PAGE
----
He’s called a few brothers to come follow, at least as the gospel of Matthew tells the story. He’s right there in Galilee – the part of their country invaded again and again. And what he has to say. How he has to heal. All he’s proclaiming about God’s kind of kingdom is reaching so many ears. Great crowds seek him out. At last, according to Matthew’s gospel, he finds the top of a mount. Believed to be right along the northern tip of Sea of Galilee. So that the land itself will allow the words to echo stereo-like for hundreds if not thousands to hear. Make no mistake, the placement of his body as he teaches is significant. Remember the Mountain of Sinai? There, we learn in Exodus, the people of God received God’s word to them. God’s will for their lives together as the great prophet Moses told them, after his encounter with God while on high. Jesus sits to teach – as all rabbis sat to teach. Those seeking to learn from him – those who were his disciples, gathered close to hear. The crowds settle in next to catch what he has to say.

We cannot forget that Jesus was sitting in occupied land. Rome ruled an empire nearly as large as the land mass of the United States. At its height stretching northwest to the isle of Britain all the way to Egypt in the southeast. Rumor was that the second emperor, Tiberius, wasn’t afraid to expand the empire by force as one of the greatest Roman generals. Those of Rome who got in his way were put on trial for treason, many to be executed. Things got a little squirrelling during his reign – especially after he stole away later in life, not really wanting to rule. What of Rome’s happenings reached Galilee may never be fully known – instant newsbreaks didn’t scroll across any devices in those days. Meanwhile, the Jewish stand-in for Rome in their land wasn’t really worrying about the welfare of those who would have been in the crowds gathering around Jesus. And honestly, it wasn’t like there ever has been one monolithic – single view of God and God’s will. From the start of the Old Testament itself, we can trace different views of God from those who see God with human kind of tendencies (J), to those who have a much more mysterious view of a holy Other (E), to those concerned about the law (D), to those concerned about sacrificial ritual (P). Can you imagine the response when in a lengthy sermon from a mountain – recorded in Matthew’s gospel as Jesus’ first major teaching to all in earshot to hear. Can you imagine the impact of The Word proclaiming the Word about who’s really blessed by God?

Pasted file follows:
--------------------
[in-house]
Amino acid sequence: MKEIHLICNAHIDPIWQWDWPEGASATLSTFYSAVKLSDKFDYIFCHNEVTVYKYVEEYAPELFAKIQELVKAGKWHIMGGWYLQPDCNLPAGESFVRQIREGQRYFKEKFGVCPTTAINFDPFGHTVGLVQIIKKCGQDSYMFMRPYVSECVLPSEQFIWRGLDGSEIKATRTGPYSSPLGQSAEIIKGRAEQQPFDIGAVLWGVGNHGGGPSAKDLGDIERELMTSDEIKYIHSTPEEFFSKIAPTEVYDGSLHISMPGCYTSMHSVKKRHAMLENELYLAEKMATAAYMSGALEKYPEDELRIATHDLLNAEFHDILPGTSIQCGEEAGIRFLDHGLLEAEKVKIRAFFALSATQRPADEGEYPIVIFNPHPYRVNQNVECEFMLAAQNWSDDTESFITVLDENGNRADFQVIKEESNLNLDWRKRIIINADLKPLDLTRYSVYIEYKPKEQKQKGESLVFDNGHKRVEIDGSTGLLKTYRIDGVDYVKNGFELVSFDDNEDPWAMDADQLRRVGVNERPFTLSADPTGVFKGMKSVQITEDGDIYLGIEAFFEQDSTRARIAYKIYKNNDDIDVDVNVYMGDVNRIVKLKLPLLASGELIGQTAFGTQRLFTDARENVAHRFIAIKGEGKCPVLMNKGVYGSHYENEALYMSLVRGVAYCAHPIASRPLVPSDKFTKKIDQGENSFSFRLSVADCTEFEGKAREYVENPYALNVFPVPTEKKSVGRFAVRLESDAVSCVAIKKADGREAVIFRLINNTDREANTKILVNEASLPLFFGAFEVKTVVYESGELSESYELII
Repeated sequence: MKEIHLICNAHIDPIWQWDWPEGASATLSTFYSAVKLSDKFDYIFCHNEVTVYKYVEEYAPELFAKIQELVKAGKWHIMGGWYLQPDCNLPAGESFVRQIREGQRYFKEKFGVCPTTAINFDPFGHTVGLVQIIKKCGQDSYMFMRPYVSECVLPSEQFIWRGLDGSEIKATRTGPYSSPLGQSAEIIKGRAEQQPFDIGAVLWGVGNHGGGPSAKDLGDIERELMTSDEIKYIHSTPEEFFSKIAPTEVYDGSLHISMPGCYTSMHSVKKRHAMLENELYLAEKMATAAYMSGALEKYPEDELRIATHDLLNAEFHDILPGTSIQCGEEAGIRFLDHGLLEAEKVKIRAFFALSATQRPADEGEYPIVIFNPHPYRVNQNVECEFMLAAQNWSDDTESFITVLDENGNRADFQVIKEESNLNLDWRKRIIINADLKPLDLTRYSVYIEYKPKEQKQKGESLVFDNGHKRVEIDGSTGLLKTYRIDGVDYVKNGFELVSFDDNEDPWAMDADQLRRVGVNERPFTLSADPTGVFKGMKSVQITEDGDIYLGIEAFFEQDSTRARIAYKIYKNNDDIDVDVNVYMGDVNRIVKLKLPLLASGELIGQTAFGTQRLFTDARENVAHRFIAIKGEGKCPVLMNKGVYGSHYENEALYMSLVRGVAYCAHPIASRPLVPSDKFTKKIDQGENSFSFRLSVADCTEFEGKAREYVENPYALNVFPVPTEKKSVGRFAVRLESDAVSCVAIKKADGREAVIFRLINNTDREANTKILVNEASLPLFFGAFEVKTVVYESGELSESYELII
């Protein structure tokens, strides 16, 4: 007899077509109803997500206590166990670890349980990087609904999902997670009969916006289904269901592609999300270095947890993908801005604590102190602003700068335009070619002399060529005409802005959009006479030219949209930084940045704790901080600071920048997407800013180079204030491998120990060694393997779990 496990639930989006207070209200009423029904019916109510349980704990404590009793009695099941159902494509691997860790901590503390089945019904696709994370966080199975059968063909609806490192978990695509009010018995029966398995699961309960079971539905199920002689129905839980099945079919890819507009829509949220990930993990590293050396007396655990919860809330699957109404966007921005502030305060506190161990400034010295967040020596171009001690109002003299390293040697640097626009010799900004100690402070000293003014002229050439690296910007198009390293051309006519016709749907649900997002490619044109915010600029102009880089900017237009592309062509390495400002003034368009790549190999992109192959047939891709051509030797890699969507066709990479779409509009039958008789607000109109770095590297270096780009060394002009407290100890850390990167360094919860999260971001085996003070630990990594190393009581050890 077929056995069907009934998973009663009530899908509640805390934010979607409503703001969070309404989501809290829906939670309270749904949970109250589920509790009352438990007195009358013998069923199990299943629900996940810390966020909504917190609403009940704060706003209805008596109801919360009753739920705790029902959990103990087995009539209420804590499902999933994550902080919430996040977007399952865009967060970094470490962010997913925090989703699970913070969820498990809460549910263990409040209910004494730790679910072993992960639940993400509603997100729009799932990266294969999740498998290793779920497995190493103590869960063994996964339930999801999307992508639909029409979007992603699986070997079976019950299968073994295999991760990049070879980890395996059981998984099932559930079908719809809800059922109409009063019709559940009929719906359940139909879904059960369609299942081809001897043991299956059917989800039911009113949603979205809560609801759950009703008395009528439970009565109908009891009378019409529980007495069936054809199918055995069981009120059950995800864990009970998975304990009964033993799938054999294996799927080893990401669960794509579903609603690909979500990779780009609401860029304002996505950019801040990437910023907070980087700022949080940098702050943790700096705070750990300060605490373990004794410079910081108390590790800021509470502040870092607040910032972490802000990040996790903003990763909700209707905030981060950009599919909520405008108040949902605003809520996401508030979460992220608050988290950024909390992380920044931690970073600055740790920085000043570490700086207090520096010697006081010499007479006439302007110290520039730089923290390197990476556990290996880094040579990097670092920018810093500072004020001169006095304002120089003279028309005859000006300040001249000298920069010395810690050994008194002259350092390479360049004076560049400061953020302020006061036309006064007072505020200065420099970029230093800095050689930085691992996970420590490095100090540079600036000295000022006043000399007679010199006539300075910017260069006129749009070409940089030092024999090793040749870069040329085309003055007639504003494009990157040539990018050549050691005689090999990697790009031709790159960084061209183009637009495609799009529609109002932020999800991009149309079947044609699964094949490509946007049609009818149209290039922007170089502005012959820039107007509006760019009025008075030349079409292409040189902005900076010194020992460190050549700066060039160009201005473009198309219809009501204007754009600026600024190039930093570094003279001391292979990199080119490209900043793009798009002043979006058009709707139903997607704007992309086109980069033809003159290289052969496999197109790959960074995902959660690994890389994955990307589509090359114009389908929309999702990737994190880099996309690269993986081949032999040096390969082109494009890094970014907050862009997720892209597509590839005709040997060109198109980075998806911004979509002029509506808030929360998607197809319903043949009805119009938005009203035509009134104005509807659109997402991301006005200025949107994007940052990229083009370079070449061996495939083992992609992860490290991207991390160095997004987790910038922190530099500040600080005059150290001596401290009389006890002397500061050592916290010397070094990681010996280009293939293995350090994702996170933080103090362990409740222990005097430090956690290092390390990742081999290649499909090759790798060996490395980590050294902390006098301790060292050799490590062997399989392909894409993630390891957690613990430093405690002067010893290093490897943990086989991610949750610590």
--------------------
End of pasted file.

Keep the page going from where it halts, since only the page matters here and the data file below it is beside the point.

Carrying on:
The kingdom of God belongs to those poor in spirit,” the Man of God proclaims. The One speaking for the LORD God of heaven and earth says, “comfort comes for all who mourn. Meekness inherits the earth; how blessed by God those who embody it. Hungering and thirsting for right-relationship with God and each other will fill you right up! And blessed – specially honored by God – are all who are merciful: granting release instead of harm. Those with pure hearts – honest intentions – actually see God. Peacemakers are blessed; for they act according to the very Way of the Great Father – spreading Shalom as children of God” (paraphrase of Mt. 5:3-9). The words weren’t intended as a list of moral behaviors to follow. Instead, Jesus was proclaiming the good news – God’s Word. So that no one would be confused. He wasn’t here teaching a road to power over others, force when necessary, fear incited in every heart. Very different from what they might have been seeing by those in authority all around them, Jesus was proclaiming what God really is like. Upon whom God’ blessing rests. He was preaching it. Living it. Passing it along to those who would come after so that every last one would be able to differentiate for themselves: God is this, not that. Like these, not those. Thus: walk in the Way of the LORD.

If ever we get confused, these Beatitudes are right here. Words from the One who lived it that we all might live it too. Able ourselves – together with one another’s help, those of our Reformed Theological Tradition would remind. Differentiating God’s will for our lives today. Clear in order to discern better tomorrows for us all.

In the name of the life-giving Father, the life-redeeming Son, and the life-sustaining Spirit, Amen.

© Copyright JMN – 2020 (All rights reserved.)